Prescribing a Wakeup Pill for Longs

Irked by the drugstore chain's sleepy stock, major investors are pushing the company to consider a sale or merger

By Gene Marcial

Big shareholders at Longs Drug Stores (LDG ) are getting very impatient over the lackluster perfomance of its stock in the past two years. So they've been pressing the management and board of directors of the sixth-largest drugstore chain in North America to either sell the company or merge with a larger one to realize Longs' intrinsic worth and unlock the value of its assets. Those assets include large blocks of real estate where the company's 420 stores are located in the Western U.S., mostly in California. Although long frustrated, these investors hold out the hope that this time management and directors might just heed their advice.

"Longs is finding it very hard to compete effectively as an independent and smaller player in the fiercely competitive drugstore market," says John Rogers, CEO of Ariel Capital Management in Chicago, which manages some $5 billion and owns nearly 15% of Longs' stock. The company has a great brand name, says Rogers, with a lot of strategically located stores. But with such giants as CVS (CVS ), Walgreen (WAG ), and Wal-Mart (WMT ) successfully gaining market share, it's difficult to see Longs producing better results in the future.

Alan Snyder, president of Snyder Capital Management in San Francisco, which owns some 6.5% of Longs stock and who has also urged management to created shareholder value, says he expects the new President and CEO Stephen Roath to "do the right thing -- meaning enhance shareholer value." The company's management and directors now know "they can't continue to do what they have been doing," says Snyder.


  In the past 10 years, Longs revenues have grown at an annual average rate of 1% to 2%, despite a booming California economy, says Ariel Director of Research Franklin Morton. "We have witnessed a decade of very poor financial performance," he adds.

Last year, Longs earnings rose some 11%, vs. a 22% jump at Walgreen, which has more than 3,000 stores in 41 states and is the largest drugstore chain in terms of revenues. At CVS, which has largest number of drugstores (4,100 in 29 states), earnings grew 15% last year and should increase 16% to 17% this year, says Morton.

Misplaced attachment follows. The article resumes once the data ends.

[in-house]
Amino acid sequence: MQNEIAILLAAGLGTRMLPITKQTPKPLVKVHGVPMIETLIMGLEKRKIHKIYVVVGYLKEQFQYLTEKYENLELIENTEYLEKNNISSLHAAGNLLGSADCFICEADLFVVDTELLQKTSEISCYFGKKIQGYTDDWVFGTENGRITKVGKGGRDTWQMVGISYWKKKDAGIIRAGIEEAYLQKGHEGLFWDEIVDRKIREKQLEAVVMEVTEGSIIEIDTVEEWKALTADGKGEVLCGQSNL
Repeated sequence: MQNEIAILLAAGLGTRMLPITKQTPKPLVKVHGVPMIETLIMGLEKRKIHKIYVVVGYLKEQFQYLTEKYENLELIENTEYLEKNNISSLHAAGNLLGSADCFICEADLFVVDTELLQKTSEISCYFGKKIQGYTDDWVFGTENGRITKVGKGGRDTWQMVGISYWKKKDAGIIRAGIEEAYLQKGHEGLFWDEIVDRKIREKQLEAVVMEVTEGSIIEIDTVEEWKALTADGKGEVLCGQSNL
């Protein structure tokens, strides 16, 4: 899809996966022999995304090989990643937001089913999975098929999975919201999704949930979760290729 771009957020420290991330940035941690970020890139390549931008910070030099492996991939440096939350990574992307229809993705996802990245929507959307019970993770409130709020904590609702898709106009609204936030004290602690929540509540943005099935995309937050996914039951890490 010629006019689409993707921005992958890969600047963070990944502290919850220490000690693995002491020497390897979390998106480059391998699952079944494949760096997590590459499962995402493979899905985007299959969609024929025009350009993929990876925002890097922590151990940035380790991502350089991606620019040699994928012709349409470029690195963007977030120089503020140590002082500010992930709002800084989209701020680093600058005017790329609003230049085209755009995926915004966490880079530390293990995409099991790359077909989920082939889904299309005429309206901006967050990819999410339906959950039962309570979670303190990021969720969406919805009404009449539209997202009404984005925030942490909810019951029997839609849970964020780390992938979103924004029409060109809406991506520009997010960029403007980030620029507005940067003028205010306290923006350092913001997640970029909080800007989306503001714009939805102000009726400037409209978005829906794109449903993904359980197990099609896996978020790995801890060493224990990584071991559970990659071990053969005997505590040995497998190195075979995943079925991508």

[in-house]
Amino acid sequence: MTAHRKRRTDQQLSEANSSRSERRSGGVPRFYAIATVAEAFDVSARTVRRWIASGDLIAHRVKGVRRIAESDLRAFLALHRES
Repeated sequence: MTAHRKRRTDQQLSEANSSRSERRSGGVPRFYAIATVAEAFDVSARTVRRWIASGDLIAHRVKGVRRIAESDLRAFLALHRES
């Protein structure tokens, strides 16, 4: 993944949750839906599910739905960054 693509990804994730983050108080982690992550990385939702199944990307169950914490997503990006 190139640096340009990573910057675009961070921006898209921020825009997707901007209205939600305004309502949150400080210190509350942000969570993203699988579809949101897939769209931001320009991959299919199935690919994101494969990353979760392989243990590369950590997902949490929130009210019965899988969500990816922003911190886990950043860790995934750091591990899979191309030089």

Snyder Capital's Snyder says Longs' real value is way above what the stock is selling for today, currently 23. Trading at a deep discount to its peers, the stock should be priced at least 50% higher, says Snyder. Longs traded as high as 44 two years ago.


  Because of Longs' lagging operational results, its shares have become very depressed, says Ariel's Morton. He, too, thinks the stock could be worth 35 to 40, if it were to trade on the basis of its peers' p-e multiples, and if the company regains the Street's confidence. The 35 to 40 valuation doesn't take into account Longs' real estate holdings, "which must be worth a lot," says Morton. At 23 a share, Longs stock is trading at 14 times next year's estimated earnings of $1.61. Walgreen stock trades at p-e of 26, notes Morton.

What's Longs' response to the shareholders' clamor for value creation? "We have heard all kinds of excuses but so far," says Ariel's Morton. "Management has yet to convince us that things will improve or that shareholder value will be enhanced." The Long family, headed by Chairman Robert Long, controls 20% of the stock, and an employee group owns an additional 19%. So if a deal comes about, it has to be friendly.

"A deal should have happened a year ago," says Lehman Brothers analyst Meredith Adler, when drugstore chains were selling at higher valuations. Adler, who rates Longs a neutral, thinks this is the most propitious time for a deal because the board now has more outside directors than it did a year ago.

WORTH $50?

  Ariel's Rogers and Morton think the most logical buyer would be CVS, which is seeking to become a national drugstore operator. CVS already owns the CVS Pharmacy and Revco chain, but it lacks a presence in Western states. It has a market cap of $21.5 billion, vs. Longs' $862 million. At its current price of 23, Longs is trading at 1.3 times book value, while CVS traded at 6 times book and Walgreen at 9 times.

Morton notes that based on the past six buyout transactions in the industry, Longs would be worth closer to 50 in a buyout deal. Longs Chief Financial Officer and Treasurer Steven McCann says the company is addressing the issues raised by Ariel Capital and Snyder Capital in their respective 13D filings. "We are focused on improving our operating performance," says McCann, and Longs is committed to enhancing shareholder value, which is "consistent with our goals."

Marcial is Business Week's Inside Wall Street columnist